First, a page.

Johnson acknowledged some families will always choose private schools, but public schools should be a contender when parents are thinking about quality.

"When I talk to Realtor associations and business groups, we always look at the data and numbers, but at the end of the day, we envision success when someone new moves to this community, and when they ask their Realtor, 'I want my child to go to a great school, where should I move?' We want that Realtor to say, 'Choose any home you like in Hamilton County,'" Johnson said.

Johnson also noted he is wary that the data doesn't capture the full picture. Many students in Hamilton County might attend a local public school for grades K-5 and switch to a private school before or after middle school. Some students who have never attended a public school might not be on the state or the school district's radar, especially homeschool families that are required to report to the county or state their choice, but sometimes don't.

State education department officials and Hamilton County Schools officials could not account for the discrepancy in the two sets of numbers, but even if 10.8% of Hamilton County's students do attend a private school, the county still trails Davidson and Knox counties.

During the 2018-19 school year, 15.6% of Davidson County students did not attend a Metro Nashville Public School and 1 out of every 5 students in Knox County — or 19.5% — attended a school other than a public school, according to state data.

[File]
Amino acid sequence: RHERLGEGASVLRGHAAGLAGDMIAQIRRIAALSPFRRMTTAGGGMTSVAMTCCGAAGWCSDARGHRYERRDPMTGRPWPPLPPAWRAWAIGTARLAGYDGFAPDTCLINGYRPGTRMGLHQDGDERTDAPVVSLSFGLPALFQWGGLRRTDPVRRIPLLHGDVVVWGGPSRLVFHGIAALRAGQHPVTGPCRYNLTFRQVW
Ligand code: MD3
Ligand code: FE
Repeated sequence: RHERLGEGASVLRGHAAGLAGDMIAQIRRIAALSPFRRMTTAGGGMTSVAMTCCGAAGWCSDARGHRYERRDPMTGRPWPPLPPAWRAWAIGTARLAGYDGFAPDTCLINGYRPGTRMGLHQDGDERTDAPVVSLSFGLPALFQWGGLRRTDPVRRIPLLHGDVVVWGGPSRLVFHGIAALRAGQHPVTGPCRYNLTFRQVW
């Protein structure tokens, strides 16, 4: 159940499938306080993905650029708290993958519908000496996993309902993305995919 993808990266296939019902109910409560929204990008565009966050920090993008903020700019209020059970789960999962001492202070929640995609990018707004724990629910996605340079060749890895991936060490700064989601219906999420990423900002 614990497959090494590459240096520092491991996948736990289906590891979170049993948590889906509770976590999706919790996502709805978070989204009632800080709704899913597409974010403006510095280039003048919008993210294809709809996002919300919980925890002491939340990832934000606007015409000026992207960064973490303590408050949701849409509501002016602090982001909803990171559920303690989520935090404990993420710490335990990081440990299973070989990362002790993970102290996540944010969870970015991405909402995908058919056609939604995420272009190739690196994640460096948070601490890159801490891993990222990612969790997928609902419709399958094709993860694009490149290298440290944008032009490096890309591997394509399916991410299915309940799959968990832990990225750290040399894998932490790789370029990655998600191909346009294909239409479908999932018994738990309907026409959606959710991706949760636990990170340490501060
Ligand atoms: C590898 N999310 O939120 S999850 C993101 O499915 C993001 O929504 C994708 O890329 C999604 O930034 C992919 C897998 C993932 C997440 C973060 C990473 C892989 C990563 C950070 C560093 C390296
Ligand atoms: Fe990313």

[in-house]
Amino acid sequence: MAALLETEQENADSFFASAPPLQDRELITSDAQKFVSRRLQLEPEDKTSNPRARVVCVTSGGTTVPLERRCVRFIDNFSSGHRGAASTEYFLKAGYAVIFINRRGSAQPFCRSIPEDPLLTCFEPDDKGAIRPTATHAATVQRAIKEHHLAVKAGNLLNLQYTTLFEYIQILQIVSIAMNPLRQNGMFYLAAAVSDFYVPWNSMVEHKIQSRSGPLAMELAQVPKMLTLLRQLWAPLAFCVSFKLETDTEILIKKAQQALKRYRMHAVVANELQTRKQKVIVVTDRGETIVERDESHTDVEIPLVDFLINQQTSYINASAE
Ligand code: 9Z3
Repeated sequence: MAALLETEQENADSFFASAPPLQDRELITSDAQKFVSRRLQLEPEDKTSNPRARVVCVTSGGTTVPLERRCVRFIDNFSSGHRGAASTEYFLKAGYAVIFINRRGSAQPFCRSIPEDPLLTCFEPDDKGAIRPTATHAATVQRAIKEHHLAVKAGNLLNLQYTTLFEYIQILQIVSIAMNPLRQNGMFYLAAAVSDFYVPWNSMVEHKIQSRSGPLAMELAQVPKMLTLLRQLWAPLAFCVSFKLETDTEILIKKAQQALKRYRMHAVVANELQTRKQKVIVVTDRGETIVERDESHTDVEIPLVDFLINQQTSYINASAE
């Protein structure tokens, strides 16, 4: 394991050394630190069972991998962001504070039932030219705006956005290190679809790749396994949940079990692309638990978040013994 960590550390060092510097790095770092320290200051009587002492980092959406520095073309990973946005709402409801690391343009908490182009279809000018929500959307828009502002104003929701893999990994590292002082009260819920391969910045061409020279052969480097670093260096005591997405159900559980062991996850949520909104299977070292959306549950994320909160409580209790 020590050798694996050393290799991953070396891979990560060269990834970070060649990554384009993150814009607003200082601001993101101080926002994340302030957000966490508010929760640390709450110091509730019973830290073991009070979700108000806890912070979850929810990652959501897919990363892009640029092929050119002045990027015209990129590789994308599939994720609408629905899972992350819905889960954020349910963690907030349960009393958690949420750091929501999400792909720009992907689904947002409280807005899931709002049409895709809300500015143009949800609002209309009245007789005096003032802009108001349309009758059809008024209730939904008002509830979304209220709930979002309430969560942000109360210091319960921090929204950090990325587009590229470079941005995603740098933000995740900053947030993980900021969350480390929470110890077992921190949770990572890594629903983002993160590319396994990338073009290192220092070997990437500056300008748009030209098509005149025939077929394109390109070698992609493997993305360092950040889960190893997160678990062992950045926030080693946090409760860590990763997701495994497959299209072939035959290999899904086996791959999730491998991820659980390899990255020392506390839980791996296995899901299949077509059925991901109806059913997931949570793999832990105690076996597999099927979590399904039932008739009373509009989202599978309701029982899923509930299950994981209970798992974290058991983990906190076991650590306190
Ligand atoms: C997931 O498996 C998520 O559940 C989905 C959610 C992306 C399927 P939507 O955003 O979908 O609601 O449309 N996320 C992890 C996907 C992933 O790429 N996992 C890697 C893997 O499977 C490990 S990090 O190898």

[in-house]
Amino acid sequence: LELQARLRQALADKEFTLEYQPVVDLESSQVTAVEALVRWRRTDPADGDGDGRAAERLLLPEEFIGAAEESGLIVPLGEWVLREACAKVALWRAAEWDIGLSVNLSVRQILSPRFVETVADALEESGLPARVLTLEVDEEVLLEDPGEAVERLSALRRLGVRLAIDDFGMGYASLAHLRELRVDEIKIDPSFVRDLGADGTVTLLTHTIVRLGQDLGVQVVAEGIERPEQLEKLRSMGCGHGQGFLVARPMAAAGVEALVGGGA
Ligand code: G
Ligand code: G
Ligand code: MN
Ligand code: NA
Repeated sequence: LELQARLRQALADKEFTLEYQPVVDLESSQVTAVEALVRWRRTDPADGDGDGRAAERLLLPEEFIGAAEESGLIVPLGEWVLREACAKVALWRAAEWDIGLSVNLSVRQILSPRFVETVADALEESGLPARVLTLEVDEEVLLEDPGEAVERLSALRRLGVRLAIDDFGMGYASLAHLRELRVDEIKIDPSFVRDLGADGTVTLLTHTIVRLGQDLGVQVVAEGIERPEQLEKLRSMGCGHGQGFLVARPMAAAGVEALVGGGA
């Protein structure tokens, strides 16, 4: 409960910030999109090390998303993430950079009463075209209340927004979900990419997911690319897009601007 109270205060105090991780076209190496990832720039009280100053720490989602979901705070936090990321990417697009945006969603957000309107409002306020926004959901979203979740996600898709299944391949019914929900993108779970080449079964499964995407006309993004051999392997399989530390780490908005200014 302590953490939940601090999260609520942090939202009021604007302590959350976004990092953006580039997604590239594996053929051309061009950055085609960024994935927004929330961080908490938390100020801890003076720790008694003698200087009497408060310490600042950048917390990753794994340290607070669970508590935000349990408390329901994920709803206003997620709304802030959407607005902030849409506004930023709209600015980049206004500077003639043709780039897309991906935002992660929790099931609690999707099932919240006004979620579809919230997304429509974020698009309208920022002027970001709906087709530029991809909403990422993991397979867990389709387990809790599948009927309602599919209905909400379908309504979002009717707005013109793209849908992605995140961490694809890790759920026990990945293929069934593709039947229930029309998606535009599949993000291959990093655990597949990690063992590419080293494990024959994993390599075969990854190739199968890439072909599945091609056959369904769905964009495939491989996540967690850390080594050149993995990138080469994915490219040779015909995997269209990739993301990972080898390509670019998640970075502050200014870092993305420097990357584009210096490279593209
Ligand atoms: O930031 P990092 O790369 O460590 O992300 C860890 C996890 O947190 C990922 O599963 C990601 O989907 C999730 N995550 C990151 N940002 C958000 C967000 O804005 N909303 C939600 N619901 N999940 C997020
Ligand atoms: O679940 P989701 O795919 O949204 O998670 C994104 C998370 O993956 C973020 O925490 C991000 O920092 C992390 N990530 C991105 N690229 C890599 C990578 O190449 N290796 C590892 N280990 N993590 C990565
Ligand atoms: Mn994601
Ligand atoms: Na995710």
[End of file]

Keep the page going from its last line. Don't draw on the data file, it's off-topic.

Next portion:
Hamilton County private school attendance more closely mirrors Williamson, the wealthy Nashville suburb, where 5,833 students — or 12.7% — of students attend a private school. In Memphis, only 9.4% of students attend an independent or private school rather than Shelby County Schools.

Gillenwater was unable to be reached for comment for this story.

Contact Meghan Mangrum at mmangrum@timesfreepress.com or 423-757-6592. Follow her on Twitter @memangrum.

HOW WE DID THE STORY

— The Times Free Press obtained records from the Tennessee Department of Education and Hamilton County Schools in its reporting. The records, obtained through open records requests, included a spreadsheet called “2018-19 Private and Home School Student Numbers by District” containing data reported by each school district in Tennessee in May to the state education department — Hamilton County’s was 3,226.

— These numbers were cross referenced with Hamilton County’s 2019-20 reported data, requested via the school district, and found to be different — 5,503. Another document, available online here , collects private school enrollment at every “non-public school” in the state as of June 25, 2019 — Hamilton County’s is 10,814. Individual school enrollment data broken down by demographics was obtained from school officials.

— Finally, enrollment data for every school district in the state is available online via the TN State Report Card, at reportcard.tnk12.gov. As of Nov. 26, Hamilton County Schools enrollment is 45,300.

— Since not every private school student is zoned for a Hamilton County public school or is from a family that resides in Hamilton County, the total potential enrollment for the county’s public schools is 50,803 — of those, 5,503 attend private school, or 10.8%.